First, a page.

See the full article here .


    Please help promote STEM in your local schools.

    Stem Education Coalition

    Symmetry is a joint Fermilab/SLAC publication.

  • richardmitnick 10:51 am on January 11, 2022 Permalink | Reply
    Tags: "Looking at a new quantum revolution", , , , , , Quantum Computing,   

    From Symmetry: “Looking at a new quantum revolution” 

    Symmetry Mag

    From Symmetry

    Kathryn Jepsen

    Illustration by Sandbox Studio, Chicago with Ana Kova.

    This month, Symmetry presents a series of articles on the past, present and future of quantum research—and its many connections to particle physics, astrophysics and computing.

    On July 25, 2018, a group of scientists from Microsoft, Google and IBM sat on a stage at the Computer History Museum in Mountain View, California. Matthias Troyer, John Martinis and Pat Gumann were all working on research into quantum computing, which takes advantage of our knowledge of quantum mechanics, the physics of how the world operates at the smallest level.

    The evening was billed as a night to ask the experts

    Quantum Questions.
    CHM Live | Quantum Questions

    About an hour into the event, moderator and historian David Brock asked the scientists one last thing: “What do you think—for us as, you know, citizens of the world—what are the most important things for us to know about and keep in mind about quantum computing, as it is today?”

    Troyer called attention to the museum displays around them. “When you look back at the history of computing… the abacus works on the same principle of the most modern, fastest classical CPU. It’s discrete, digital logic. There’s been no change in the way we compute for the last 5,000 years.

    “And now is the time when this is changing,” he said, “because with quantum computing we are radically changing the way we use nature to compute.”

    Scientists have called this moment a second quantum revolution. The first quantum revolution brought us developments like the transistor, which enabled the creation of powerful, portable modern electronic devices.

    It’s not yet clear what this new revolution will bring. But plenty of computer scientists, physicists and engineers are hard at work to find out. Around the world, research institutions, universities and businesses have been ramping up their investments in quantum science.

    At the end of 2018, the United States passed the National Quantum Initiative Act, which led to the establishment of five new Department of Energy Quantum Information Science Research Centers; five new National Science Foundation Quantum Leap Challenge Institutes; and the National Institute of Standards and Technology’s Quantum Economic Development Consortium.

    Efforts to develop quantum computers, quantum sensors and quantum networks have the potential to change our lives. And some of the first applications of these developments could be in particle physics and astrophysics research.

    Throughout the month of January, Symmetry will publish a series of articles meant to give readers a better understanding of this quantum ecosystem—the physics ideas it’s based on, the ways this knowledge can be applied, and what will determine the shape of our quantum future.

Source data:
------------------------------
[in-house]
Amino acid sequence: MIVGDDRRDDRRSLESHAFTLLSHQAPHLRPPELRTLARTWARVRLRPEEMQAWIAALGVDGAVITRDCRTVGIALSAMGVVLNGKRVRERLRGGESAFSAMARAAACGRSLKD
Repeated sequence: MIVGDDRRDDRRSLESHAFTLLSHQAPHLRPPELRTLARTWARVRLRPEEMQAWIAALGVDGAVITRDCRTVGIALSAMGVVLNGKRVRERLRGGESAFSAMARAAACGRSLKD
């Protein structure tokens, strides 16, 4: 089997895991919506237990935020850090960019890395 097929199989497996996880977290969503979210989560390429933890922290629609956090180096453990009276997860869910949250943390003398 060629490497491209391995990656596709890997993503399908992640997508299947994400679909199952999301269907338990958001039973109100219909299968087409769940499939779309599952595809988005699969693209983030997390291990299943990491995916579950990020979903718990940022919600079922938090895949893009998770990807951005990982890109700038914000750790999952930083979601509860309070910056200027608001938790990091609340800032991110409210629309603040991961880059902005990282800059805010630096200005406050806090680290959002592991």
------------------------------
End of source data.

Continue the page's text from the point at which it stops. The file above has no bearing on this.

See the full article here .


    Please help promote STEM in your local schools.

    Stem Education Coalition

    Symmetry is a joint Fermilab/SLAC publication.

  • richardmitnick 3:34 pm on January 8, 2022 Permalink | Reply
    Tags: "Materials theorist Yuan Ping wins NSF CAREER Award", , , , Critical properties of spin qubits include quantum coherence which determines how long the spin state will last., , Ping’s first-principles approach will eliminate the need for prior input parameters., Ping’s group has developed computational tools for predicting spin dynamics in solid-state materials which they will use to study the properties of spin qubits., Quantum Computing, , The funding for this project also includes support for a range of education and outreach activities., , Understanding kinetics of excited states and spin qubit relaxation and decoherence is the core issue of spin-based quantum information science., Yuan Ping   

    From The University of California-Santa Cruz (US) : “Materials theorist Yuan Ping wins NSF CAREER Award” 

    From The University of California-Santa Cruz (US)

    January 05, 2022
    Tim Stephens

    Yuan Ping

    Yuan Ping, assistant professor of chemistry and biochemistry at UC Santa Cruz, has received a Faculty Early Career Development (CAREER) Award from The National Science Foundation (US) to support her work developing computational platforms to investigate the physics of new materials for quantum computers and other applications of quantum information science.

    In quantum computers, information is encoded in quantum bits, or qubits, which can be made from any quantum system that has two states. One promising approach is based on the spin states of electrons. Ping’s group has developed a theoretical framework and computational tools for predicting spin dynamics in solid-state materials which they will use to study the properties of spin qubits.